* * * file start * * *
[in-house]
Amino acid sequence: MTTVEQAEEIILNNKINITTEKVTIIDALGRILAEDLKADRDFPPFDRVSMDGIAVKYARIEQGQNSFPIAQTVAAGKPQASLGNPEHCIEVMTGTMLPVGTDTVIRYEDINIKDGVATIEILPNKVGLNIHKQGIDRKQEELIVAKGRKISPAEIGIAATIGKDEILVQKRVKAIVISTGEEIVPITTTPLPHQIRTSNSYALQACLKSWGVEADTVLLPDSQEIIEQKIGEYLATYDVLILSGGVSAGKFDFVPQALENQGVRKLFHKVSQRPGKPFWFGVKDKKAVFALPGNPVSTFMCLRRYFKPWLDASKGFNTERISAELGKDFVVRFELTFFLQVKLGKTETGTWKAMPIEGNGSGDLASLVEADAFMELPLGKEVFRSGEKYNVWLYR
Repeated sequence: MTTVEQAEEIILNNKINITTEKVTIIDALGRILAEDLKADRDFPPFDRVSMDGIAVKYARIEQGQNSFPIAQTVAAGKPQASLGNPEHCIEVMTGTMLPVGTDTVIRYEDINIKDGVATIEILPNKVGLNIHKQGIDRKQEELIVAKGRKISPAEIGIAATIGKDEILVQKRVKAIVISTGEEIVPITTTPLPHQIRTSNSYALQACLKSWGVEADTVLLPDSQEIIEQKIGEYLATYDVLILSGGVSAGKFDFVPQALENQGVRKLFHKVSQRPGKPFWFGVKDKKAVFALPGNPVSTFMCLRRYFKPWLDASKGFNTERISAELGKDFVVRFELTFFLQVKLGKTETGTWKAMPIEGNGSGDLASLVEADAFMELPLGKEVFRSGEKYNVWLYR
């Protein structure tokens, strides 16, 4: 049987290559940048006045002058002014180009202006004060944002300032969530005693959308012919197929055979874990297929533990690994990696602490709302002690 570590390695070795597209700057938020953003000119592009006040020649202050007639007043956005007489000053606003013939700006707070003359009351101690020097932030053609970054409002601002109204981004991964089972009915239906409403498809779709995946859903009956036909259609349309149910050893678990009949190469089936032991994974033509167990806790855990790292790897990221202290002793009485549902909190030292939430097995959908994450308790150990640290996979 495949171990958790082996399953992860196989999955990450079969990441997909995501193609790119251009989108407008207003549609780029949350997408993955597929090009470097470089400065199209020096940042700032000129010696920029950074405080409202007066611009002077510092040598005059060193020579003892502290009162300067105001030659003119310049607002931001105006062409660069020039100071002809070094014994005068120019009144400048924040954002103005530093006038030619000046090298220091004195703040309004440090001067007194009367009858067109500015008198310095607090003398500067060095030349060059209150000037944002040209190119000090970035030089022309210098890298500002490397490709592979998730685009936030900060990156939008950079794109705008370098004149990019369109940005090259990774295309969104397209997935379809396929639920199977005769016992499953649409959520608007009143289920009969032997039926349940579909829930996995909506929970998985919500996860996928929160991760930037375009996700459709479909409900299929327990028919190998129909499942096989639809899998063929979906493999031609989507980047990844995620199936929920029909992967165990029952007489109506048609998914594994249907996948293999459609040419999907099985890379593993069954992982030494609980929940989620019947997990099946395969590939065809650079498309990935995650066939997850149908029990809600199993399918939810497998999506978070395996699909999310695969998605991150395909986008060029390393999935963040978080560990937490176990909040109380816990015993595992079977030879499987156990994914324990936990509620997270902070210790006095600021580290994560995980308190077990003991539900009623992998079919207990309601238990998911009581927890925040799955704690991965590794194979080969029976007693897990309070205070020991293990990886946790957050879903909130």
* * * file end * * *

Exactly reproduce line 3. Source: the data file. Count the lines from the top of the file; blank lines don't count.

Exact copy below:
Repeated sequence: MTTVEQAEEIILNNKINITTEKVTIIDALGRILAEDLKADRDFPPFDRVSMDGIAVKYARIEQGQNSFPIAQTVAAGKPQASLGNPEHCIEVMTGTMLPVGTDTVIRYEDINIKDGVATIEILPNKVGLNIHKQGIDRKQEELIVAKGRKISPAEIGIAATIGKDEILVQKRVKAIVISTGEEIVPITTTPLPHQIRTSNSYALQACLKSWGVEADTVLLPDSQEIIEQKIGEYLATYDVLILSGGVSAGKFDFVPQALENQGVRKLFHKVSQRPGKPFWFGVKDKKAVFALPGNPVSTFMCLRRYFKPWLDASKGFNTERISAELGKDFVVRFELTFFLQVKLGKTETGTWKAMPIEGNGSGDLASLVEADAFMELPLGKEVFRSGEKYNVWLYR